You may have been told that you should “top up” your baby with a bottle of formula after breastfeeding. It’s important to understand why.
This may be your experience: Breastfeeding seems to be going well but your baby feeds very often. You're worried you may not have enough milk. Someone suggests giving a bottle, just in case. However, you talk with a La Leche League Leader and learn that this is normal feeding behaviour for a newborn.
Or this may be your experience: Your baby is crying and you are crying. Everyone is hungry and nobody has slept well for a few days. You’re feeling overwhelmed. You see your healthcare provider who recommends temporary supplementation.
Common Reasons for Supplementation
- Baby not latching
- Slow growth or poor weight gain
- Low milk supply See Low Milk Production?
Sometimes supplementation is needed temporarily for a few days or a few weeks. Once milk production meets your baby’s needs, you can stop using donor milk or formula. When your baby is nursing effectively at breast, you can stop supplementing after feedings.
When temporary supplementation is needed, consider this plan:
Feed your baby
- If your baby is latching, feed frequently. Use switch nursing and breast compressions to keep your baby drinking. See Low Milk Production?
- Supplement with expressed milk, donor milk or formula, as needed.
- Consider using an alternative method of feeding. If your baby is latching, you could supplement with an at-breast supplementer. If your baby is not nursing, you might use a cup or finger feed with a tube or syringe.
- Bottles are not recommended. It can be difficult for babies to learn how to breastfeed while also using a bottle nipple. However, bottles may be the best choice for you, especially if you need to supplement long term. If you decide to use a bottle, consider the paced bottle feeding method. This method allows your baby to be more in control of the pace of the feeding. It slows down the flow of milk, allowing your baby to feed more slowly and take breaks. This helps to prevent overfeeding, which is common with bottle feeding.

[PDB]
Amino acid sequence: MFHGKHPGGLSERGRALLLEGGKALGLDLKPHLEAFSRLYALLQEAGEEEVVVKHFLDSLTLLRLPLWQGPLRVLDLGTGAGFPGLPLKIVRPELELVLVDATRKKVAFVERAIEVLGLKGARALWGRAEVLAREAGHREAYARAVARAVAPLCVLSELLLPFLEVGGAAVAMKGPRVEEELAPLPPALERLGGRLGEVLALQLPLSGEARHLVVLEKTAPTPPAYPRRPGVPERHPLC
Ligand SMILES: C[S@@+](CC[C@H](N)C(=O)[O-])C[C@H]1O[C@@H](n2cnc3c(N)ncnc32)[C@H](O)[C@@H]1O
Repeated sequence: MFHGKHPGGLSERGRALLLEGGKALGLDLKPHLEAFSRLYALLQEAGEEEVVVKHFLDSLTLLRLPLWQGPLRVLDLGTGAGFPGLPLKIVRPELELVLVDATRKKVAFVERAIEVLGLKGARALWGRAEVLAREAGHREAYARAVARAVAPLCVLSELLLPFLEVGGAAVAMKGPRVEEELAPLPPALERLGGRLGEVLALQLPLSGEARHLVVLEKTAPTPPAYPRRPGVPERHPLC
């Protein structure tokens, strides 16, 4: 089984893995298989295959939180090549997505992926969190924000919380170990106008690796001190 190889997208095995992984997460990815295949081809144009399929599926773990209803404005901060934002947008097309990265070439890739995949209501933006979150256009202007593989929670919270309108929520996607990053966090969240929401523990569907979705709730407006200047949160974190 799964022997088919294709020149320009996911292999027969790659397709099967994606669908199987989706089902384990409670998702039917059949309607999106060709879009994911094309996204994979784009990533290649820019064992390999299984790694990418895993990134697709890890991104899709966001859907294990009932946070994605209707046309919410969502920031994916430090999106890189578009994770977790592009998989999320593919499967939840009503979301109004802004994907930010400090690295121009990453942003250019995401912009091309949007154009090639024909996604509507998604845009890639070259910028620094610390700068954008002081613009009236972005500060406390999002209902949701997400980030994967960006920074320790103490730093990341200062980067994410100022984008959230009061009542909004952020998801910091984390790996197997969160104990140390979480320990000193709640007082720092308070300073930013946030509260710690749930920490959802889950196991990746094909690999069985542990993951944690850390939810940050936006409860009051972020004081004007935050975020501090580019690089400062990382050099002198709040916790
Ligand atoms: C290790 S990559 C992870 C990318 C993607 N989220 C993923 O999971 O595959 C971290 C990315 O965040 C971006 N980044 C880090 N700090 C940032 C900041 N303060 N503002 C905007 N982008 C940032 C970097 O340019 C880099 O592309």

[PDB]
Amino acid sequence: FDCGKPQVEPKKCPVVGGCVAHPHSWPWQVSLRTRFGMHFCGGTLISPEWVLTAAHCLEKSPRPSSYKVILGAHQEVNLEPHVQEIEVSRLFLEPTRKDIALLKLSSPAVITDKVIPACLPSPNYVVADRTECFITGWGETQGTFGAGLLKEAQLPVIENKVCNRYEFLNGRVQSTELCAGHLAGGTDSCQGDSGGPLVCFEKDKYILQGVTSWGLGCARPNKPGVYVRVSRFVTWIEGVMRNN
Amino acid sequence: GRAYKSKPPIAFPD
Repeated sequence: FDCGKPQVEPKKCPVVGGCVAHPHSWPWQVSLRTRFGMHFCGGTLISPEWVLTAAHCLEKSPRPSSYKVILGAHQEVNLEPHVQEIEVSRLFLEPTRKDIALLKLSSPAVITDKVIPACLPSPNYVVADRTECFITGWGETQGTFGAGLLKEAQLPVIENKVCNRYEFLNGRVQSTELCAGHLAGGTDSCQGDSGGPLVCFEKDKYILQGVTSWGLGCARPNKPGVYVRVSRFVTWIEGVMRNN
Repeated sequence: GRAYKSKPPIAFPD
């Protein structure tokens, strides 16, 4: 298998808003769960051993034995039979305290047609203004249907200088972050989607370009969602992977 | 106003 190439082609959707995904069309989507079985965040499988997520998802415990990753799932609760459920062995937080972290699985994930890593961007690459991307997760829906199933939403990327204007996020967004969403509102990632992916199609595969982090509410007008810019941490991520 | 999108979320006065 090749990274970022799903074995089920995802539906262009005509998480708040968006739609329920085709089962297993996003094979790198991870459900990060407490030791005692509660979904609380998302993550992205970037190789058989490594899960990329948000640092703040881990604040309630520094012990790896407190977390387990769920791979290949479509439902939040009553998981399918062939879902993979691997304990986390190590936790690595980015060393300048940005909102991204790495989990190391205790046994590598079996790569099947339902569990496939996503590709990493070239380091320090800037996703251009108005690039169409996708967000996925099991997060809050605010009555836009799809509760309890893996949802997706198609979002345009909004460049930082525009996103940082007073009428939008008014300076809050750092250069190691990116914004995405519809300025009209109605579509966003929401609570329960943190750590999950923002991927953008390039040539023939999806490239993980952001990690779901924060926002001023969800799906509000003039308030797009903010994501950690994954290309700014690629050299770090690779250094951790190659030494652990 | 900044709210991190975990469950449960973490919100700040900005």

Support your milk supply
- Express milk after breastfeeding.
- If your baby is not latching, pump at least 8 times in 24 hours.
- Consult your healthcare provider if you don’t notice an increase in milk production by day five.
- Discuss using a galactagogue (food, herb or drug that can increase milk production) with your healthcare provider. See Galactogogues.
Establish exclusive breastfeeding
- Hold your baby skin-to-skin often, especially in the laid-back position. This encourages your baby to latch. It also encourages your body to produce more milk.
- Give a little supplement before breastfeeding if your baby is very hungry.
- Know that feeding your baby and maintaining your milk supply are essential.
- Be patient about establishing full breastfeeding. It may need to wait. It may be challenging to do all three.
- Seek help if your baby is not latching, breastfeeding is painful or your baby falls asleep after a few sucks.
Reasons for Avoiding Bottles
- Newborns are still learning to breastfeed. They may have difficulty moving back and forth between breast and bottle. This may lead your baby to prefer the easier flow of the bottle and refuse the breast. This is more common if your baby is already having trouble latching.
- Sucking on a breast is different from sucking on a bottle nipple (regardless of the brand.) Sucking on a bottle nipple may encourage your baby to push the breast out and suck on your nipple. This leads to sore nipples and poor milk transfer from breast to baby. With a bottle the milk flow is immediate and requires little effort from your baby. At breast your baby needs to suck a couple of minutes to initiate the milk flow.
- If the milk flows too fast from a bottle nipple, your baby may bite down to slow the flow. This can result in your baby biting down on your nipple.
- When your baby is “topped up” with a feeding from a bottle rather than suckling at your breast, your body does not get the hormonal signals to make more milk. Your milk is produced on a demand and supply system. The more your baby nurses, or the more milk you express, the more milk your body makes.